Methadone is an opioid that is taken by mouth. It blocks withdrawal symptoms and the craving for other opioids, especially heroin. Because methadone’s effects last much longer than those of other opioids, it can be taken less frequently, usually once a day. The dose can then be decreased slowly. Doctors can begin the substitution, but then the use of methadone must be supervised in a licensed methadone treatment program. Large doses of methadone sometimes cause abnormal heart rhythms. Therefore, people on this drug are monitored closely when it is started or if the dose is changed.
Buprenorphine is a mixed opioid agonist and antagonist. That means it has some of the effects of opioids (agonist) but also blocks some of the effects of opioids (antagonist). It does not require supervision in a special program, and thus doctors who are trained in its use can prescribe it in their office. In many countries, buprenorphine has replaced methadone in detoxification programs.
Detoxification must be followed by rehabilitation to prevent a return to opioid use. Ongoing treatment may include long-term counseling and support and drugs such as naltrexone.
For people who continually return to using opioids (called chronic, relapsing opioid addiction), another approach—called maintenance—is often preferred. It involves substituting a prescribed drug that the user takes for a long time (months or years). Methadone, buprenorphine, or naltrexone may be used as substitutes for opioids.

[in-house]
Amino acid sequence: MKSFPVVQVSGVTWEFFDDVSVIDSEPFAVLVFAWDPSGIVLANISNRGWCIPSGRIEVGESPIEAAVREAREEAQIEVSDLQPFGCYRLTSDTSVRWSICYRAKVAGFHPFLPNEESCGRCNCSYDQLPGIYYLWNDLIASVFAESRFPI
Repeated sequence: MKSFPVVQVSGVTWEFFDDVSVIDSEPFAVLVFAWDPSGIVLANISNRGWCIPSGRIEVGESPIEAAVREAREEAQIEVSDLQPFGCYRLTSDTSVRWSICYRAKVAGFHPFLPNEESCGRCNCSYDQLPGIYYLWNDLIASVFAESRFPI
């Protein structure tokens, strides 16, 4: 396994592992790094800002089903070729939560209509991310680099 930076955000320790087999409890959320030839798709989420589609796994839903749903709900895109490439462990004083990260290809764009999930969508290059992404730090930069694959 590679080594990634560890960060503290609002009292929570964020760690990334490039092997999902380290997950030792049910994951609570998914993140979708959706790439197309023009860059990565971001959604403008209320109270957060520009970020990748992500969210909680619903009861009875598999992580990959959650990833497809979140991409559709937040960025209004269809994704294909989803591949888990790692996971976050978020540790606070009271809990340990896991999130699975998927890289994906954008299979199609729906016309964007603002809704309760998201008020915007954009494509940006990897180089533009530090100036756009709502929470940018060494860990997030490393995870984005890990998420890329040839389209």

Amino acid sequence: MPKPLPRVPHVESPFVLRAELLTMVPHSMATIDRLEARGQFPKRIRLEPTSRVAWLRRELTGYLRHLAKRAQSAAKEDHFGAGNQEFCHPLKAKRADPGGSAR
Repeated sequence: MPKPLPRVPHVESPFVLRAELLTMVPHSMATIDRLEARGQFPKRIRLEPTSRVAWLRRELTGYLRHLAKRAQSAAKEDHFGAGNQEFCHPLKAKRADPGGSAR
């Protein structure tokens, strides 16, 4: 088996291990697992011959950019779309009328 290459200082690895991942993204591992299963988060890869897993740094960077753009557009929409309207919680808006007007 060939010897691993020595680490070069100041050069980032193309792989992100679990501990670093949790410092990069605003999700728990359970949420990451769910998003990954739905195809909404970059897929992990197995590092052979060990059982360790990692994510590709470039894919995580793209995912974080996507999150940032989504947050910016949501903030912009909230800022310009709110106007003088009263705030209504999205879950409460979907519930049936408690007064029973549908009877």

Maintaining opioid users with regular doses of one of these drugs enables them to be socially productive because they do not have to spend time getting the illicit opioid and because the drugs used do not interfere with functioning the way that illicit drug use does. For some opioid users, the treatment works. For many, lifelong maintenance is necessary.
Methadone suppresses withdrawal symptoms and the craving for the opioid without making opioid users overly drowsy or elated. However, opioid users must appear once a day at a clinic where methadone is dispensed in the amount that prevents severe withdrawal symptoms, minimizes craving, and supports daily functioning.
Buprenorphine is being used more and more because it can be prescribed by doctors in their office. Thus, opioid users do not have to go to a special clinic.
Naltrexone is a drug that blocks the effects of opioids (opioid antagonist). Before starting naltrexone, people must be fully detoxified from opioids, or a severe withdrawal reaction can occur. Depending on the dose, naltrexone’s effects last from 24 to 72 hours. Thus, the drug can be taken once a day or as few as 3 times a week. Because this drug has no opioid effects, this drug is most useful for opioid users who are strongly motivated to remain free of opioids and who are not severely dependent on opioids.
Regardless of which approach is used, ongoing counseling and support is essential. Support may include specially trained doctors, nurses, counselors, opioid maintenance programs, family members, friends, and other people with the same substance use disorder (support groups).
The therapeutic community concept emerged nearly 25 years ago in response to the problems of heroin addiction. Samaritan Daytop Village and Phoenix House pioneered this nondrug approach. Opioid users live in a communal, residential center for an extended period of time. These programs help people build new lives through training, education, and redirection. The programs have helped many people, but initial dropout rates are high.
Questions about precisely how well these programs have worked and how widely they should be applied remain unanswered. Because these programs require a lot of resources to run, many people may be unable to afford them.